The irony of life is that as you grow older you want to experience your youth again, while at the time you are young all you want is to be older.

Sandra Cisneros writes Eleven as a memoir through the eyes of an eleven year old. Turning eleven happens to be a tragic day for the main character, Rachel. Rachel is a fresh turning eleven year old who finds herself in an awful situation on her birthday. Forced to wear a raggedy old sweater that does not belong to her, she makes it defiantly clear about her feelings towards the clothing item. Rachel is characterized through various literary techniques such as diction, simile and vignette, which describe her character. She is a defiant little girl who out of stubbornness has to defy the sweater in her mind, although she is too timid to do so in front of her teacher. Though Rachel is eleven, she is not courageous to say no, but rather cries like a three year old, which gives an insight about Cisneros and her own childhood.

Cisneros portrays Rachel as a timid five year old when she describes her actions with the sweater on her desk. Rachel likens the sweater to a mountain on her desk, which by no means is a reasonable comparison because the sweater is not a gigantic onus, but merely a childish one.  This simile by Cisneros shows Rachel makes big issues out of nothing. The vignettes Cisneros uses to describe her actions prove the fact that Rachel is too timid. She first uses a ruler to push the sweater as far away from her possible, and then she moves her pencil, then the eraser and then finally the books. Cisneros writes this list of items Rachel moves to show her paranoia and unnecessary fear of a red piece of cloth. Clearly, Rachel makes much ado about nothing, which prompts one to think Cisneros might have been like that when she was a child.

Cisneros characterizes Rachel not only as stupidly timid, but also foolishly defiant. She repeats “not mine” in almost every paragraph. Cisneros repeats her diction like “not mine” throughout the passage to portray Rachel as a stubborn brat who cannot do anything to appease the current situation despite the fact that she just turned eleven. Once again, Cisneros’s vignettes are seen when Rachel moves her chair and thinks what she will do to the sweater during lunch.  She could not wait to throw the sweater “over the schoolyard fence, or leave it hanging on a parking meter, or bunch it up in to a little ball and toss it in the alley.” This elaborate detail concerning the future of the sweater shows just how defiant Rachel is when it comes to small and silly matters. Her colloquial diction such as “bunch it up” shows her anger towards a piece of cloth because her diction indicates what she is going to do with it. Apparently, Rachel is only irritating herself with her defiance.

Cisneros characterizes Rachel as a timid and defiant girl who takes silly matters too seriously and foolishly. Throughout the passage Cisneros’s use of repeated and colloquial diction, similes and vignettes prove that Rachel is a brat. Rachel is too shy to say no to Mrs. Price and too defiant to let the smelly piece of cloth sit on her desk. Rachel’s characterization in short story represents Cisneros long past childhood as well. Cisneros distinct style of numerous similes, many vignettes and overtly familiar colloquial diction makes one wonder what Cisneros responses were to events in her childhood, if not similar.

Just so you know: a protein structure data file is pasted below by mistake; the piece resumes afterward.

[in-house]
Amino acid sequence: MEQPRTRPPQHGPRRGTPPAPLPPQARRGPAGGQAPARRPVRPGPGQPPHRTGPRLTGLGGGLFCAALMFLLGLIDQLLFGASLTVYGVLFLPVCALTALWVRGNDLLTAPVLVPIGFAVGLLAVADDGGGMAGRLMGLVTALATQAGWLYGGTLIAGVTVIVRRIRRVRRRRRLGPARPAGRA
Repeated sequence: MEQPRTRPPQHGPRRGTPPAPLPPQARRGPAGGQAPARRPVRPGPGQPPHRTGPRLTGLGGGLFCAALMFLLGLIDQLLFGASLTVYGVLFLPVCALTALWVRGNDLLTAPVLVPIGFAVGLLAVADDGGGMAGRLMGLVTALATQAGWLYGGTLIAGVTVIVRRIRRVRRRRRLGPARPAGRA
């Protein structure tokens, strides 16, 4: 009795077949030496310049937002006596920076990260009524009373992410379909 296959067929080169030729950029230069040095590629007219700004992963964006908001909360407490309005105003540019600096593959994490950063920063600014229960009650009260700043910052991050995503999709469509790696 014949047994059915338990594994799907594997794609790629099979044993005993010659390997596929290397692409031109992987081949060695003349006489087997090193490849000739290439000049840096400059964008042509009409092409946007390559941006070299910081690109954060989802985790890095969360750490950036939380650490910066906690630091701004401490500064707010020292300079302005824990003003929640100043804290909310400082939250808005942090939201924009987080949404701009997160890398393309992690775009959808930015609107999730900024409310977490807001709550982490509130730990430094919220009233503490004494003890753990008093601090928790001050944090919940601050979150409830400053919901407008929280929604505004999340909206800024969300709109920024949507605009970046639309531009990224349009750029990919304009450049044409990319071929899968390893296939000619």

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  • Rob on Oct 28, 2011

    I think you’re missing the ultimate point of this experience and the genius of Rachel. Yes, she is a child and somewhat immature. She recognizes her immaturity, though, and makes the connection between maturity and experience. She wishes she were 102 so she had the confidence to speak up and advocate for herself. That mountain in front of her is an obstacle the must be surmounted. Rachel can’t, because she isn’t strong enough. She professes that she isn’t old enough, and yet, the foresight to recognize how age gives you confidence and experience is well beyond her years. And, Mrs. Price shows a lack of maturity in her insistence on Rachel taking the sweater and her negligence in not apologizing for upsetting her student. Rachel learns from this valuable lesson and becomes “older” for having gone through it. She recognizes the scaffolding of ages, and she gives a great insight into the human condition. No matter how old you become, you can still sometimes “be five”. We all have some element of childhood in us; we simply learn, through age and experience, how to better cope with it.

  • pepa on May 13, 2012

    its a very good story!!!!!!!!!!!!!!!!!1 I like it a lot

  • pepa on May 13, 2012

    its a very good story!!!!!!!!!!!!!!!!!1 I like it a lot

  • sereen on Oct 28, 2012

    and me I like It a lot

  • T LO on Oct 31, 2012

    Your use of “brat” is kinda insulting. It was a very good story. I can’t fathom why having to possess a ugly sweater, is such a traumatic experiences for Rachel. Why guys?

  • linda hagerty on Oct 31, 2012

    It is traumatic because Rachel is too powerless to tell the teacher it is not her sweater, and she knows she should stand up for herself and can\’t. Rachel takes her anger out on the stupid, smelly sweater because she can. At 11, she is no longer a child, but does not have the confidence to advocate for herself like she would if she were 102. Her frustration comes from knowing that she should speak up, but can\’t. Rachel is too compliant with authority (teacher) and knowing this is part of her loss of innocence of childhood and gaining self knowledge on her path to adulthood. (Yes, I am an English teacher, and I teach this story!)

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